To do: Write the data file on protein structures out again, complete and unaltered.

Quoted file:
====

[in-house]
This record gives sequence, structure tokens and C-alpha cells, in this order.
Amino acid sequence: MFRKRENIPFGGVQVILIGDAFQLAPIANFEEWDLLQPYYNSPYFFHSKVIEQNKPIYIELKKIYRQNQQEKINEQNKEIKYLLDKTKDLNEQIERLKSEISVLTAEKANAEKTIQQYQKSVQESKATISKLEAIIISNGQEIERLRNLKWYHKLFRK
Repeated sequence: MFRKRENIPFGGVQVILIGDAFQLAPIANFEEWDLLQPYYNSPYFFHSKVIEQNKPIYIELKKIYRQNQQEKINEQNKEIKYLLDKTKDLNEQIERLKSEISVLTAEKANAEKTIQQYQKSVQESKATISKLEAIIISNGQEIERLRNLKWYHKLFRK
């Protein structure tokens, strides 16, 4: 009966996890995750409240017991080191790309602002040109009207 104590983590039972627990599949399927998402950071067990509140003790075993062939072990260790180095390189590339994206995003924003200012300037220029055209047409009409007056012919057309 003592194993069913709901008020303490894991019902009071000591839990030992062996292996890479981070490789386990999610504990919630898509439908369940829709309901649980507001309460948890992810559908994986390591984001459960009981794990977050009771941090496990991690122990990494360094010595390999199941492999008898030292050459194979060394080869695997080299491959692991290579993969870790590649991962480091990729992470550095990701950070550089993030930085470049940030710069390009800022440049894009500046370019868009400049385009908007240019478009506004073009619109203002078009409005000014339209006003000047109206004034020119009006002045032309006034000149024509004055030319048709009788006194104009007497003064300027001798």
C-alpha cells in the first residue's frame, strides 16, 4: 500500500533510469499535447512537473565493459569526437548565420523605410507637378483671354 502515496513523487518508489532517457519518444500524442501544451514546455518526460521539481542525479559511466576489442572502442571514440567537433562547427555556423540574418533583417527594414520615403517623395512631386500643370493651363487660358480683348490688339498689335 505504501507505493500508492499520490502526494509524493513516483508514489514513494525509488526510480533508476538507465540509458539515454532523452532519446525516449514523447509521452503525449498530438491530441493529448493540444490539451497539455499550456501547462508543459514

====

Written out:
[in-house]
This record gives sequence, structure tokens and C-alpha cells, in this order.
Amino acid sequence: MFRKRENIPFGGVQVILIGDAFQLAPIANFEEWDLLQPYYNSPYFFHSKVIEQNKPIYIELKKIYRQNQQEKINEQNKEIKYLLDKTKDLNEQIERLKSEISVLTAEKANAEKTIQQYQKSVQESKATISKLEAIIISNGQEIERLRNLKWYHKLFRK
Repeated sequence: MFRKRENIPFGGVQVILIGDAFQLAPIANFEEWDLLQPYYNSPYFFHSKVIEQNKPIYIELKKIYRQNQQEKINEQNKEIKYLLDKTKDLNEQIERLKSEISVLTAEKANAEKTIQQYQKSVQESKATISKLEAIIISNGQEIERLRNLKWYHKLFRK
């Protein structure tokens, strides 16, 4: 009966996890995750409240017991080191790309602002040109009207 104590983590039972627990599949399927998402950071067990509140003790075993062939072990260790180095390189590339994206995003924003200012300037220029055209047409009409007056012919057309 003592194993069913709901008020303490894991019902009071000591839990030992062996292996890479981070490789386990999610504990919630898509439908369940829709309901649980507001309460948890992810559908994986390591984001459960009981794990977050009771941090496990991690122990990494360094010595390999199941492999008898030292050459194979060394080869695997080299491959692991290579993969870790590649991962480091990729992470550095990701950070550089993030930085470049940030710069390009800022440049894009500046370019868009400049385009908007240019478009506004073009619109203002078009409005000014339209006003000047109206004034020119009006002045032309006034000149024509004055030319048709009788006194104009007497003064300027001798």
C-alpha cells in the first residue's frame, strides 16, 4: 500500500533510469499535447512537473565493459569526437548565420523605410507637378483671354 502515496513523487518508489532517457519518444500524442501544451514546455518526460521539481542525479559511466576489442572502442571514440567537433562547427555556423540574418533583417527594414520615403517623395512631386500643370493651363487660358480683348490688339498689335 505504501507505493500508492499520490502526494509524493513516483508514489514513494525509488526510480533508476538507465540509458539515454532523452532519446525516449514523447509521452503525449498530438491530441493529448493540444490539451497539455499550456501547462508543459514